Pansy Tlakula’s two excuses are fishy, says lawyer

2014-06-07 09:57

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Independent Electoral Commission (IEC) chairperson Pansy Tlakula has given two different reasons to explain her conduct in the R320 million lease saga, but the court should not take either of these into account in its judgment.

This was the argument put forward yesterday by David Unterhalter SC, who is representing a multiparty forum of opposition political parties at the Electoral Court.

The parties have asked the court to recommend that Tlakula be removed from her job.

Unterhalter told Judge Lotter Wepener that Tlakula offering two contrasting explanations for why the IEC approved an irregular lease agreement that benefited her business partner and ANC MP Thaba Mufamadi, should be reason enough to doubt her defence and find against her.

Soon after Public Protector Thuli Madonsela completed her investigation into the flawed tender processes followed by Tlakula and found her guilty of gross irregularities, Tlakula wrote to Parliament questioning Madonsela’s findings.

In her submission to Parliament, Tlakula claimed that she did not follow the prescribed tender process in acquiring new accommodation because the IEC “urgently” needed to enter into a lease agreement for new offices.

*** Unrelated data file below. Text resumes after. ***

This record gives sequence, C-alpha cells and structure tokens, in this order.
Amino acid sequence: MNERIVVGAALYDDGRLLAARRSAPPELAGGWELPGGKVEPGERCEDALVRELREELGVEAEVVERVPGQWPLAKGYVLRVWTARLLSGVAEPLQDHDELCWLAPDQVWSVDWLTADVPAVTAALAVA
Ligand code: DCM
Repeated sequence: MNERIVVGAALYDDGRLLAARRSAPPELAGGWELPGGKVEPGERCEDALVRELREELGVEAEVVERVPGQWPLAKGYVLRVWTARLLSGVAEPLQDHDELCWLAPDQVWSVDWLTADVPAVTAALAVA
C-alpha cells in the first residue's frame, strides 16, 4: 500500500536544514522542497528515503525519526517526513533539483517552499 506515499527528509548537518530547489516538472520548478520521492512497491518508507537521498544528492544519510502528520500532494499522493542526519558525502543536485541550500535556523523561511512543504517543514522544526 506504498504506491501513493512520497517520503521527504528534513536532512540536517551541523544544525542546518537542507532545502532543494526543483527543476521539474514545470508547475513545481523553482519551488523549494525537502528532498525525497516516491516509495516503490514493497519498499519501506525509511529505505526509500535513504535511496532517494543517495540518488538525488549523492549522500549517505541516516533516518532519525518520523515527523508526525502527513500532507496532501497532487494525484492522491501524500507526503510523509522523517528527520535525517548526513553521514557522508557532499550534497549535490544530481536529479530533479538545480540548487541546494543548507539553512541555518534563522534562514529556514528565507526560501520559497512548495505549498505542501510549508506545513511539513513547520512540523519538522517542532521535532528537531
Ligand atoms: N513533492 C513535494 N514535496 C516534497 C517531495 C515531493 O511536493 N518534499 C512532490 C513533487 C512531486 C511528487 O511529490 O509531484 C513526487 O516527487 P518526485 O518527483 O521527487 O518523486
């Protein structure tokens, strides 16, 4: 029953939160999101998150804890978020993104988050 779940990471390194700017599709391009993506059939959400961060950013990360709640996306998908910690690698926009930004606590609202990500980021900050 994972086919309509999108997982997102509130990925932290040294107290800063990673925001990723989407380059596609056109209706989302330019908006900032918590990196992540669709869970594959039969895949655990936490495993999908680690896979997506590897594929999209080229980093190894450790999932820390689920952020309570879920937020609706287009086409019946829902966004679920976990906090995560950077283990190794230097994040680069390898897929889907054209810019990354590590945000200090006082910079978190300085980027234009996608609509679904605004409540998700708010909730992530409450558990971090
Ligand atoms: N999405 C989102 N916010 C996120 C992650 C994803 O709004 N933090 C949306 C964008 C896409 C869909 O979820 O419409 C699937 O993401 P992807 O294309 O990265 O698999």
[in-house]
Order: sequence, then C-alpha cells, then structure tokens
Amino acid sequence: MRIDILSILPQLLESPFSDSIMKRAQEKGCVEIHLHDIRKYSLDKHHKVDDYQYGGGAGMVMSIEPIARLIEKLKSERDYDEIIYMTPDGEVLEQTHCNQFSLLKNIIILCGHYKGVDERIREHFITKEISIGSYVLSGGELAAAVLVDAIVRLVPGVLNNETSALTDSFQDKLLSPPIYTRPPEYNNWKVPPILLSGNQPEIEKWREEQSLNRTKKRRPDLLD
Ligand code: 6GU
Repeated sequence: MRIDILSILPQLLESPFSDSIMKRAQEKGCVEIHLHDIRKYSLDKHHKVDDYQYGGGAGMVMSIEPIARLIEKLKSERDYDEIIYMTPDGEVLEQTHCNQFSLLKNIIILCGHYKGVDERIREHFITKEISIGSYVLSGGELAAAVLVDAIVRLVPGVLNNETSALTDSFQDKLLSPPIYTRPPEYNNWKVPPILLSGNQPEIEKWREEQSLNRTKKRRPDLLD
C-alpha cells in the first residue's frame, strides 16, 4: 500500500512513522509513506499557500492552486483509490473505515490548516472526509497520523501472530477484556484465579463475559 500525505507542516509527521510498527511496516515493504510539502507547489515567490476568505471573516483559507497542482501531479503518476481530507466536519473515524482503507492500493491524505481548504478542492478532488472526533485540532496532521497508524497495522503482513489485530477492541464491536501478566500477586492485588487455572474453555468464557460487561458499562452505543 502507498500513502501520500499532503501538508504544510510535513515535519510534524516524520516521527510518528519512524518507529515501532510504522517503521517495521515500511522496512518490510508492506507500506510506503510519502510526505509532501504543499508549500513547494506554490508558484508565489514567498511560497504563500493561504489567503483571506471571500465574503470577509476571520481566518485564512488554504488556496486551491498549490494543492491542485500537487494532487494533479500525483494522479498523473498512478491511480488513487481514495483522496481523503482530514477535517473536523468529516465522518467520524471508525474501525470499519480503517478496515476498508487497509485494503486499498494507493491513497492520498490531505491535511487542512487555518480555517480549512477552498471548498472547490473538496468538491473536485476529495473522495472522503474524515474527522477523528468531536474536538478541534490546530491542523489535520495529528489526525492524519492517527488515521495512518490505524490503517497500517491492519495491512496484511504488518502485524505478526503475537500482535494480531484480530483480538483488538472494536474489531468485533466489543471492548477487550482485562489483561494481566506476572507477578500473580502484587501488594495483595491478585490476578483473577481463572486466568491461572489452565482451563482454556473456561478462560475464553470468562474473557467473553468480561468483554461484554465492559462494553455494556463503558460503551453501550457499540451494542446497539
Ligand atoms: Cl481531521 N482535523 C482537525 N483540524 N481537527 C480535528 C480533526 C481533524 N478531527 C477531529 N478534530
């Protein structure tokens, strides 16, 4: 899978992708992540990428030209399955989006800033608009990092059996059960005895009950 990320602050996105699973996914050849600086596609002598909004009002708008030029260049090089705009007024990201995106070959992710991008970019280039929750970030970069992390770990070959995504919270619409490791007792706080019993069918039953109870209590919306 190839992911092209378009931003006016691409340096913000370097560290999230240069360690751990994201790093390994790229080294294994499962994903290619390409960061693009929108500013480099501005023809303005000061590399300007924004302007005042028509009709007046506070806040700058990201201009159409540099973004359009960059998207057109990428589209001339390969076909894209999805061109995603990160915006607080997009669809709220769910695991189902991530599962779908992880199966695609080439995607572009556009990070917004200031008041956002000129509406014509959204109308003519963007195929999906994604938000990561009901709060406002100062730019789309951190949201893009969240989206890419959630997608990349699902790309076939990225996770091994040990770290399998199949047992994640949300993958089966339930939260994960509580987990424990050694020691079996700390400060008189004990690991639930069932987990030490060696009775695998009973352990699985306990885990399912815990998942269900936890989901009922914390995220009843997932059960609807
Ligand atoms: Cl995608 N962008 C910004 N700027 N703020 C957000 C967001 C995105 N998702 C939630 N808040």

Unterhalter told the court on Friday that Tlakula had changed this version in her defence at the Electoral Court and blamed the error on a “lapse of judgement” on her part.

“In her submission to Parliament, Tlakula said she thought she could deviate from procurement policy in the interest of urgency and used that as justification for the irregular expenditure. Now she tells the court she didn’t realise that she was bound by these (procurement policy) norms. She’s inconsistent,” said Unterhalter.

“This is not conduct that amounts to the high standards required of her office because it casts serious doubt on her integrity,” said Unterhalter.

He said Tlakula had “compromised the fairness of the tender process” to the detriment of the IEC and other bidders who lost out in the deal.

“Tlakula’s office should be held to high standards. The fact that she’s been in that office for years and knew what the law was on procurement means that this was not a mistake, but wilful breaking of the law,” he said.

Tlakula, who attended the first day of the hearing on Wednesday, was not in court yesterday.

The matter was adjourned for judgment, but no date has been set for this yet.

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